BMW X4 - Used Car


BMW X4 xDrive, side
BMW X4 xDrive, front
BMW X4 xDrive, rear
BMW X4 xDrive, interior

LIVING in the Cotswolds, I'm lucky to have a number of good roads with light traffic where I can still enjoy driving.

And I'm also only an hour away from the Welsh Marches, with some marvellous traffic free areas that I've been to on many occasions over the years.

When I last drove the BMW X4 coupe/SUV, I chose one of my favourite routes and had a whale of a time for a couple of hours on a sunny afternoon.

The X4 is a car that only exists because it's fashionable. It's roughly the same size as the company's X3 SUV and of course, many buyers like an SUV for its height and space.

But sometimes, they don't want to lose the sportiness of lower riding cars they've owned previously.

Other coupe/SUVs simply don't manage to reach that wide range of attributes, but the X4 is excellent.

Like many others in the world of motoring, when these coupe crossovers first came out I asked the simply question why? I didn't believe there was a market for them, but BMW, Mercedes and others have proved me wrong in no uncertain terms.

However, buying them secondhand can be a complicated business, since there are so many trim and engine combinations available.

Suffice it to say that if you're thinking of one, make sure it has all the bells and whistles you want.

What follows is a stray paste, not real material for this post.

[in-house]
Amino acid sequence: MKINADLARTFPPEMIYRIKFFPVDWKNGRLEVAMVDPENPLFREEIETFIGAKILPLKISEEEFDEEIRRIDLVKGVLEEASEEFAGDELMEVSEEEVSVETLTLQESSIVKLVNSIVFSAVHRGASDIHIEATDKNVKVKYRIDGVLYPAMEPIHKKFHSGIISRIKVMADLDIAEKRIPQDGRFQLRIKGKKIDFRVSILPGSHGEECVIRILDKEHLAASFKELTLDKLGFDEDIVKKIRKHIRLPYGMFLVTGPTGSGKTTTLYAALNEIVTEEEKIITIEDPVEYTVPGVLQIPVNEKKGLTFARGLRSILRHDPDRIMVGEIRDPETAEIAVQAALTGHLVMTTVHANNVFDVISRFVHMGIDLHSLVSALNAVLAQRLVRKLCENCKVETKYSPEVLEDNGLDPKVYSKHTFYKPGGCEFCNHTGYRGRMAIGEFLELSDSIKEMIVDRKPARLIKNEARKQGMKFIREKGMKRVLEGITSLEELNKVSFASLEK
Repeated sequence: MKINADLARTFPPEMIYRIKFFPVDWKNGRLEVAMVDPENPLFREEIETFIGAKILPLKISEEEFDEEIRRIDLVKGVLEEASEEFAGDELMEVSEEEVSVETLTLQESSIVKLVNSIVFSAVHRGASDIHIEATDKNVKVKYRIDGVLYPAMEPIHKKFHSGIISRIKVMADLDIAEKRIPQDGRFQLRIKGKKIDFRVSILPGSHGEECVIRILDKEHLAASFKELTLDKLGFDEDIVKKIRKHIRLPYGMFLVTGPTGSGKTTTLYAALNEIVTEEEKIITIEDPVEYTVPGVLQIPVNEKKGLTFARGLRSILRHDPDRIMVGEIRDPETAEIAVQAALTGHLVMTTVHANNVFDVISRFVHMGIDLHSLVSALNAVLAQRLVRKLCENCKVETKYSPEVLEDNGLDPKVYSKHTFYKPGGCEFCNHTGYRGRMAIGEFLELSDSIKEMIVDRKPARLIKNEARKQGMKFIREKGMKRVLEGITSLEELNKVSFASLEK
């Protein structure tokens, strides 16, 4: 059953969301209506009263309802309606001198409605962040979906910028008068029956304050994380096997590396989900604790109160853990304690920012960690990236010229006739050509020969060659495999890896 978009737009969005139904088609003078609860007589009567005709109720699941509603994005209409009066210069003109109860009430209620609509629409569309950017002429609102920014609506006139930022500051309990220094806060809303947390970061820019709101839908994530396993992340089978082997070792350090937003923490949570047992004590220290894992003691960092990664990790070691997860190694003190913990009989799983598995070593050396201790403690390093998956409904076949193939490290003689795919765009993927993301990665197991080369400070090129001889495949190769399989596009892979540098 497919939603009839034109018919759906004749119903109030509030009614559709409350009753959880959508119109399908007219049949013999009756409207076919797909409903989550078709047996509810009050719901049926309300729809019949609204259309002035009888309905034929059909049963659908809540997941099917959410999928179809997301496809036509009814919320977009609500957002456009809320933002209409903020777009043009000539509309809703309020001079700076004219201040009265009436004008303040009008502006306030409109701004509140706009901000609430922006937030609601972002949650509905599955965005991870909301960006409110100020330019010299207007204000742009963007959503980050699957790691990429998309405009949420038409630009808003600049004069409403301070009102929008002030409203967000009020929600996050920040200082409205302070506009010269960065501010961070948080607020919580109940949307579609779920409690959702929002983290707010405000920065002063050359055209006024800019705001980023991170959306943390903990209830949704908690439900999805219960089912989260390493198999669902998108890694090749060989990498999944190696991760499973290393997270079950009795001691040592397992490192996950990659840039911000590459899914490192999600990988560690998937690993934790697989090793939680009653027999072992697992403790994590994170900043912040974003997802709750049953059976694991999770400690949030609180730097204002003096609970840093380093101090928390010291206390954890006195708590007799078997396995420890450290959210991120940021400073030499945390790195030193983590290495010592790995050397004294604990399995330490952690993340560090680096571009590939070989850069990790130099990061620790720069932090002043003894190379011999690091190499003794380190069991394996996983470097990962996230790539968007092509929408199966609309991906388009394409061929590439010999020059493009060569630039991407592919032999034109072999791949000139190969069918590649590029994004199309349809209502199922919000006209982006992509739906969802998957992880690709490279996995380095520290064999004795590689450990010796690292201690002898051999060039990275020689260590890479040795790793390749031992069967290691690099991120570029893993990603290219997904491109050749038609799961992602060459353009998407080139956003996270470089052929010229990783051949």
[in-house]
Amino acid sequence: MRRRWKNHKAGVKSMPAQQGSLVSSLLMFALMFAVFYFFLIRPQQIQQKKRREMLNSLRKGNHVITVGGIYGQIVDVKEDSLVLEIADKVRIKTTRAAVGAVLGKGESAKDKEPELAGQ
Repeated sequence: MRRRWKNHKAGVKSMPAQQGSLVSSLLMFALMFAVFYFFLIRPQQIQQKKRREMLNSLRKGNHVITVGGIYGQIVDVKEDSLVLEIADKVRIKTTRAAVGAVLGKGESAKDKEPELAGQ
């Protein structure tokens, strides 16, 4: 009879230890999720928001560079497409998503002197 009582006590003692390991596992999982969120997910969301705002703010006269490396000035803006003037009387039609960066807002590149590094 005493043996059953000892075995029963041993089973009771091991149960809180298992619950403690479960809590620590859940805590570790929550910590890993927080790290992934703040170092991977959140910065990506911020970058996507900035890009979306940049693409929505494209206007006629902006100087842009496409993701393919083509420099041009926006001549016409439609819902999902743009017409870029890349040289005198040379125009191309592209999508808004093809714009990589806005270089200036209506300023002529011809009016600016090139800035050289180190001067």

The main engine sold in this country has been the 20d also used in the 2, 3, 4 and 5 series cars, a 2.0-litre diesel with 187bhp that gets from zero to 60 miles an hour in a decently quick 7.7 seconds. It's economy figure is 44 miles per gallon.

Like all the other models, it comes with four wheel drive and an eight speed automatic gearbox as standard, which is steptronic at the top of the range.

The other diesel engine is the well-known BMW 3.0-litre and this comes with 261bhp. 60 comes up in a very good 5.6 seconds and it's rated at 40mpg.

Top M40d has the same 3.0-litre but is boosted to a superb 335bhp - enough for a sprint of 4.7 seconds and yet it still manages 40mpg.

Petrol models are both 3.0-litre units and these open with a 354bhp power output in the 3.0i, which brings up the benchmark in 4.7 seconds and is rated at 30mpg.

And then comes the M Competition with an amazing 502bhp from the same 3.0-litre engine. This is enough to bring the 0 to 60 time down by a full second to 3.7, with economy of 26mpg.

Inside there is a high quality dash and the same quality for everything else, but the rearview is more restricted than in more upright saloons and hatches.

Comfort is good in the main but the designers' more sporting intent shows in quite firm spring settings. This is offset by superb leather seats that are among the best on the market.

Roadholding is superb, with very little roll and excellent feel from the steering helping towards tremendous levels of grip.

A series of bends and changes of direction can often be taken without having to slow down much, and nothing upsets the fantastic refinement.

Standard kit on M Sport models includes those excellent sports seats, part-digital instruments and BMW's very good navigation system operated either via a wide touchscreen or the i-Drive controls.

There's a full range of driver aids to help keep it on the straight and narrow and sprayed-on tyres on 19-inch alloy wheels don't unsettle it in any way.

Extras packs are likely to have been added by original owners including a tech pack with a head-up display and gesture control for £1,690.

Pay about £24,700 for a '19 19-reg M Sport 20d, or £36,550 for a '22 22-reg M Sport 30d MHT with tech pack.


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